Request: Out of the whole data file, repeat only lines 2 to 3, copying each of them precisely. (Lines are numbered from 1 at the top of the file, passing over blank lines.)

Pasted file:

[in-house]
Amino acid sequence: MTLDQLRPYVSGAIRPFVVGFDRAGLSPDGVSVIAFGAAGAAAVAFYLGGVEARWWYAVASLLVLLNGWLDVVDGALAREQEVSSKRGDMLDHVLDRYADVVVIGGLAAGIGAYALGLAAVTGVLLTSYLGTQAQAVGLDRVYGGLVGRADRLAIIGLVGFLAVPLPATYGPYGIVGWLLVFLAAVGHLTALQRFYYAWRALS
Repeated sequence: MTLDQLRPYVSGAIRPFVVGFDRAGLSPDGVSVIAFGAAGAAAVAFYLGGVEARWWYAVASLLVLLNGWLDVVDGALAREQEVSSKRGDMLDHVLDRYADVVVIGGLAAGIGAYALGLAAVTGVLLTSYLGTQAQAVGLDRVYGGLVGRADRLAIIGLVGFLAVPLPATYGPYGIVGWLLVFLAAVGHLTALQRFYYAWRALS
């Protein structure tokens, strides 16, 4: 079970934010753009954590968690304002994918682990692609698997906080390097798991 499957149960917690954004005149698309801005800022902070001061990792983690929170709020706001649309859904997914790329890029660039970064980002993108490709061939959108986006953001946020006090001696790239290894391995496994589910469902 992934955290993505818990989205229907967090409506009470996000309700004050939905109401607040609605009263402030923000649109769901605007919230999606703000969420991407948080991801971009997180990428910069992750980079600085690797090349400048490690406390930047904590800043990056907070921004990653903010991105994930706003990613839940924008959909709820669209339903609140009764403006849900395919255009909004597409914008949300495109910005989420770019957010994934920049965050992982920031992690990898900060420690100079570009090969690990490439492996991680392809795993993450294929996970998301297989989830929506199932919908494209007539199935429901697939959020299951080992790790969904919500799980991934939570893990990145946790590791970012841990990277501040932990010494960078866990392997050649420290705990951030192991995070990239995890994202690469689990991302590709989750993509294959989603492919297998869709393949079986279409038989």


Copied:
Amino acid sequence: MTLDQLRPYVSGAIRPFVVGFDRAGLSPDGVSVIAFGAAGAAAVAFYLGGVEARWWYAVASLLVLLNGWLDVVDGALAREQEVSSKRGDMLDHVLDRYADVVVIGGLAAGIGAYALGLAAVTGVLLTSYLGTQAQAVGLDRVYGGLVGRADRLAIIGLVGFLAVPLPATYGPYGIVGWLLVFLAAVGHLTALQRFYYAWRALS
Repeated sequence: MTLDQLRPYVSGAIRPFVVGFDRAGLSPDGVSVIAFGAAGAAAVAFYLGGVEARWWYAVASLLVLLNGWLDVVDGALAREQEVSSKRGDMLDHVLDRYADVVVIGGLAAGIGAYALGLAAVTGVLLTSYLGTQAQAVGLDRVYGGLVGRADRLAIIGLVGFLAVPLPATYGPYGIVGWLLVFLAAVGHLTALQRFYYAWRALS